Whether one hive or 100, it's important to register beehives with state

September 14, 2017

Healthy bees are essential to Delaware's vegetable production and agricultural economy. Bee-pollinated crops account for 15 to 30 percent of the food Americans eat (USDA 2013). Other crops may not be completely dependent on managed pollinators, but they also benefit from bee pollination.

Delaware growers produce several crops which require insect pollination. These crops include watermelons, cucumbers, strawberries, cantaloupes, apples, blueberries, cranberries, squash, pumpkins and brambles. Watermelons make up the largest segment of these crops. In 2014, a total of 2,600 acres of watermelons were planted in Delaware, and generated $13 million in sales.

Bees are also essential for the pollination of wildflowers, and native trees and shrubs. These are the backbone of the state's forests and natural areas, which yield the fruits and seeds to sustain wildlife. Honey bees spend the spring and summer gathering nectar, which they convert into Delaware honey, a popular item in the state's more than 25 farmers markets.

Earlier this year, the Delaware Department of Agriculture unveiled its Managed Pollinator Protection Plan to protect and enhance populations of bees and other valuable pollinators in the state. The plan includes best management practices that beekeepers, fruit and vegetable growers, and pesticide applicators can use to help pollinators thrive. It also includes strategies to increase the quantity and quality of pollinator forage on private and public lands.

The Pollinator Plan contains voluntary best management practices for pesticide users, landowners/growers and beekeepers in hopes of ensuring both a robust apiary industry and agriculture economy, reducing pesticide exposure and subsequent risk of pesticides to pollinators, and continued high compliance with state pesticide and apiary requirements. To review the plan, go to

Apiary and beekeeper registration requirements are listed in Delaware's Beekeeping Law (Title 3, Chapter 75). Anyone who keeps bees is subject to this law, which serves agriculture by protecting the pollination services offered by the thousands of colonies of bees managed by beekeepers. These colonies are both managed within the state and transported into the state for pollination. Bee colonies are chronically exposed to parasitic mites, viruses, diseases, pesticides and poor nutrition, which weaken them and make them less able to handle these stressors.

Honey bees in agricultural, suburban and urban areas compete for often scant floral resources and congregate with honey bees from neighboring apiaries.

The potential for pest and disease transfer (horizontal transmission) and competition between beekeepers is thus dramatically increased. The Delaware beekeeping laws aim to reduce the impact of these stressors through specific requirements of all beekeepers in the state, such as hive registration, and colony and equipment inspection for sale, trade or gifting of bees.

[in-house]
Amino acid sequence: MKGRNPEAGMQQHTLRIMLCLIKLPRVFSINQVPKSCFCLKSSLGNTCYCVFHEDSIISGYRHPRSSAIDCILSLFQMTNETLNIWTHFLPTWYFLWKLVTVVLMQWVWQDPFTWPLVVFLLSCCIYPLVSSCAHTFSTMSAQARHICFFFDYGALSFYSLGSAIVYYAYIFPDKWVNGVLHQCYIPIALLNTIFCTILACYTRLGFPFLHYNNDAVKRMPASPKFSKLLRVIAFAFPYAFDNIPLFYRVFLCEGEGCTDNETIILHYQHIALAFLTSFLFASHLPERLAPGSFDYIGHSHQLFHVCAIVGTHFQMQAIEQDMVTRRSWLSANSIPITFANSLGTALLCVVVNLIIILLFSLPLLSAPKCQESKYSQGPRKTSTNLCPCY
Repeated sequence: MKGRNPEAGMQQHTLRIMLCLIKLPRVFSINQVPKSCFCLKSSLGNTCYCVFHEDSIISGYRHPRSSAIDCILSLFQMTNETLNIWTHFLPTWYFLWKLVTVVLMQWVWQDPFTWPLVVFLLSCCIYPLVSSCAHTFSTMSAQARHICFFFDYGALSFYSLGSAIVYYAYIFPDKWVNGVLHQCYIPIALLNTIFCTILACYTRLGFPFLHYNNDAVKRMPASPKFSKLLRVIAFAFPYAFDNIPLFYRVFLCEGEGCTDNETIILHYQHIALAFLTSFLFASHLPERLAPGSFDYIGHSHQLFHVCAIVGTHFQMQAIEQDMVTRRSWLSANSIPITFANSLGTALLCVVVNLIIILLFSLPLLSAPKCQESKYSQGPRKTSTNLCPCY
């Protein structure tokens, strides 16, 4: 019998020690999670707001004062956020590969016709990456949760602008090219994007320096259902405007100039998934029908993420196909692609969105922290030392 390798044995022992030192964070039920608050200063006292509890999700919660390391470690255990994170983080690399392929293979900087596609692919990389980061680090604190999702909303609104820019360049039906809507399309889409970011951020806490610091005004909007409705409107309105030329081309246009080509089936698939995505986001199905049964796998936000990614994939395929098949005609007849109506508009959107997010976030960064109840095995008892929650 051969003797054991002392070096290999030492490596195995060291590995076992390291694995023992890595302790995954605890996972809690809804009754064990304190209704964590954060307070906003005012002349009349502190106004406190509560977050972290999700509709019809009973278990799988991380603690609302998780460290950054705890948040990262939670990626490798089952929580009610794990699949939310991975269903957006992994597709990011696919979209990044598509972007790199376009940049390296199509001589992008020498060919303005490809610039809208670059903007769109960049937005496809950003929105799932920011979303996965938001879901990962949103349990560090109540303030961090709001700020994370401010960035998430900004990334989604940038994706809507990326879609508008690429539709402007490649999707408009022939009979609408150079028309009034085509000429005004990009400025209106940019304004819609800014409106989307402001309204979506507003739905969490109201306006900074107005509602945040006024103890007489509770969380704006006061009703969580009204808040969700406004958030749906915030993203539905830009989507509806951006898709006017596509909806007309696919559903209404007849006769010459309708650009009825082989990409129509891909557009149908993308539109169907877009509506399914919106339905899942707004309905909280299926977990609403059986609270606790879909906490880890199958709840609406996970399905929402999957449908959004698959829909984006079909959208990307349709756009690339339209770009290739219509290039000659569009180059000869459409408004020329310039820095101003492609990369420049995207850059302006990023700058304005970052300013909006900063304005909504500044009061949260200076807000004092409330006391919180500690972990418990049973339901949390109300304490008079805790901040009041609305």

The Beekeeping Law includes appointment of a state apiarist, who is charged with numerous duties to protect the health of Delaware bees. These duties include inspection of hives and queen-rearing apiaries, maintaining a list of registered beekeepers, and promoting the science of beekeeping through education and other means. In addition, for registered beekeepers, the state maintains a roster of swarm removal and pollination services, as well as hosting BeeCheck, a pesticide application notification system at no cost to the beekeeper.

By law, the state apiarist and state bee inspectors may enter any public or private premises, and have access to and from all apiaries or places where bees and bee equipment are kept, to inspect them for pests and diseases. The state apiarist may also declare a quarantine and order destruction or treatment of hives for serious pest or disease situations.

Whether one hive or 100, all persons keeping bees in Delaware are required by law to register annually with the state apiarist. Section 7504 of the law said, "All persons keeping bees in this state shall notify the state apiarist within 10 days of the time the bees are acquired, of the number and location of colonies they own, or rent or which they keep for anyone else, whether the bees are located on their own or someone else's property."

All persons keeping bees must register annually with the Delaware Department of Agriculture, on or before Jan. 30 of each year. The beekeeping law specifies penalties for violations. Anyone who violates the beekeeping law is subject to a civil penalty of no less than $100 and no more than $1,000 per count. For more information about Delaware's beekeeping law, go to:

To find the beekeeper registration form, go to the Delaware Department of Agriculture website, on the forms tab: It is a one-page form, and there is no registration fee. For assistance with completing the registration form, or for questions about Delaware's Apiary Program, contact State Apiarist Meghan McConnell at or 302-698-4500.